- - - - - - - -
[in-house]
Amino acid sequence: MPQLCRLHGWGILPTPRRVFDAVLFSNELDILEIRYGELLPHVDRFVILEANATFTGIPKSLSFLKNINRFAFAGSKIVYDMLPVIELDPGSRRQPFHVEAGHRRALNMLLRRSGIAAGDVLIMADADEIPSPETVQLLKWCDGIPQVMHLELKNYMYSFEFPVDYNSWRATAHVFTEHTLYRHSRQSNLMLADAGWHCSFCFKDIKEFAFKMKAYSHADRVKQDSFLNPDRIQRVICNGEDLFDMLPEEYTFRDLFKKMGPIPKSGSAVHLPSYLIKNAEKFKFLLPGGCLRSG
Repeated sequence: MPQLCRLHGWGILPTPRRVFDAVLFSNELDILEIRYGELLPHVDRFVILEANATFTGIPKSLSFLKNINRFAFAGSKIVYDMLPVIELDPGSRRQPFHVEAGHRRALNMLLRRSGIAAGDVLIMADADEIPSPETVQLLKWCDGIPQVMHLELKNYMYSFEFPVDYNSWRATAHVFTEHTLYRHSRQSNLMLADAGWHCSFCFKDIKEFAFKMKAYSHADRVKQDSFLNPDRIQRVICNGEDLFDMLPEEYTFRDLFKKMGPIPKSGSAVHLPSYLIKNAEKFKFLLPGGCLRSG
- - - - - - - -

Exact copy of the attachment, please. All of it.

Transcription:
[in-house]
Amino acid sequence: MPQLCRLHGWGILPTPRRVFDAVLFSNELDILEIRYGELLPHVDRFVILEANATFTGIPKSLSFLKNINRFAFAGSKIVYDMLPVIELDPGSRRQPFHVEAGHRRALNMLLRRSGIAAGDVLIMADADEIPSPETVQLLKWCDGIPQVMHLELKNYMYSFEFPVDYNSWRATAHVFTEHTLYRHSRQSNLMLADAGWHCSFCFKDIKEFAFKMKAYSHADRVKQDSFLNPDRIQRVICNGEDLFDMLPEEYTFRDLFKKMGPIPKSGSAVHLPSYLIKNAEKFKFLLPGGCLRSG
Repeated sequence: MPQLCRLHGWGILPTPRRVFDAVLFSNELDILEIRYGELLPHVDRFVILEANATFTGIPKSLSFLKNINRFAFAGSKIVYDMLPVIELDPGSRRQPFHVEAGHRRALNMLLRRSGIAAGDVLIMADADEIPSPETVQLLKWCDGIPQVMHLELKNYMYSFEFPVDYNSWRATAHVFTEHTLYRHSRQSNLMLADAGWHCSFCFKDIKEFAFKMKAYSHADRVKQDSFLNPDRIQRVICNGEDLFDMLPEEYTFRDLFKKMGPIPKSGSAVHLPSYLIKNAEKFKFLLPGGCLRSG